As discussed from this thread, User jkdba suggested a different method to access a column of a table. Since the original thread was fixing a side problem, I opened this thread to find out how to use invoke-sqlcmd to access a specific column of a table. If anyone has a different approach, please don't hestitate to share. :)

up vote 2 down vote accepted

First, you can use the same methods of accessing column values when using your Data Adapter method. I prefer to use the PowerShell equivalent (Invoke-SQLCmd) to SqlCommand and DataAdapter as it is a lot less code, it's readable, and it is friendly to any non-devs that might be looking at it. As a side note Invoke-SQLCmd is mostly make the same underlying Dot Net calls.

So before I get into Invoke-SQLCmd and basic object property accessing you can use the same property accessing techniques with your $DataSet object from your other post just like this:

  • This will return the table or data table object $DataSet.Tables.
  • This will return all of the column values of the data table object $DataSet.Tables.ColumnName.

When you use Invoke-SQLCmd, it will return a PowerShell array object full of Dot Net DataRows. It is basically the same just less code.

Running the Invoke-Sqlcmd:

 ## Run Query and Get Date
 $SQLResults = Invoke-Sqlcmd -ServerInstance 'Server\Instance' -Database 'DatabaseName' -Query 'select * from mytable'
 ## You can always see all of the properties and methods associated with the result object by running the command below
 $SQLResults | Get-Member
 ## The above will show the PowerShell understood properties and implicit stuff it does.
 ## Adding -Force to the Get-Member call will show the true datatypes and properties.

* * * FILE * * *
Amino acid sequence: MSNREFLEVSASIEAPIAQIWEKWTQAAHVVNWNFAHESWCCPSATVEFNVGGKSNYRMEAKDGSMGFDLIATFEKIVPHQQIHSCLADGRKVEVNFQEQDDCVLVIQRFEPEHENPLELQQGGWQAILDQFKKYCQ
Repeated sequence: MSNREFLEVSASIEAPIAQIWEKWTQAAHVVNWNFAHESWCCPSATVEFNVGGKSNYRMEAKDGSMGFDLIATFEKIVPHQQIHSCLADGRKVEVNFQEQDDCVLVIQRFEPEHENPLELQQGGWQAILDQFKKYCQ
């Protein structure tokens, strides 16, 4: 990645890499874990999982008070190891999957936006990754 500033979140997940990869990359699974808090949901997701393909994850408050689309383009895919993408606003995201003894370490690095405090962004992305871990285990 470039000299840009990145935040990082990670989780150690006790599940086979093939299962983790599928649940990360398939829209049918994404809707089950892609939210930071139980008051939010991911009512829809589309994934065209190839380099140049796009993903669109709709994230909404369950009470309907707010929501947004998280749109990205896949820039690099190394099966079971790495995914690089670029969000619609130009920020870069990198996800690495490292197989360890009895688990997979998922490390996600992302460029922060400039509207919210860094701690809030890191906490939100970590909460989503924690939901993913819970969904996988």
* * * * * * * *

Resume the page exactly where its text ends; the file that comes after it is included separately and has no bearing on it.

Get all values for a column:

 ## If you just want to list all of the values for a column you would do variable.property name aka results.columnname
 $SQLResults.MyColumnName
 ## If The column name has a space in it, you can do this
 $SQLResults.'My Column Name'
 ## Both of the above results will dump all of the values from the query results for the column of 'MyColumnName'

Access each column of a row:

 foreach($Row in $SQLResults)
 {
     ## this would print the value of each column for reach row one by one.
     $Row.ColumnName
     $Row.ColumnName1
     $Row.ColumnName2
 }

Adding a Column to the Results:

You can easily add a column to the results after performing some row by row processing by using the Add-Member function.

 foreach($Row in $SQLResults)
 {
     ## some sort of row by row processing
     if($Row.ColumnName -ilike 'some*value')
     {
         $Row | Add-Member -MemberType NoteProperty -Name 'MYNewColumnName' -Value 'IfTrueLogicValue'
     }
     else
     {
         $Row | Add-Member -MemberType NoteProperty -Name 'MYNewColumnName' -Value 'IfFalseLogicValue'
     }

     ##Be Sure to output the row
     $Row
 }
  • Thanks for your example. Just a small question from this newbie...I got <System.Data.DataRow.Id> from <Write-Host "$Row.Id"> in the foreach loop? (Please ignore '< >' in this comment.) When do I need to put a variable in quotes? Thank you! – LED Fantom Feb 9 '17 at 1:05
  • Remove quotes then the property Id can be evaluated to its value. Wrapping a $var.property in double quotes, PS is unable to evaluate the property's value. If you wanted to Write-Host a variable without accessing a property you would not need the quotes. If you wanted to concatenate $Row.Id with a string you have a few options. You can do something like this: Write-Output "My RowID: $($Row.Id)" in this case the $() will eval the $Row.Id property value then since it is in the ".." it will concate with the "My RowID:". – jkdba Feb 9 '17 at 14:10
  • You can also use string format (interpolation) to concatenate your string like so: $string = 'My RowID: {0}' -f $Row.Id; Write-Output $String;. As far as when to use the different quotes I recommend a simple google search there are plenty of great articles. – jkdba Feb 9 '17 at 14:13

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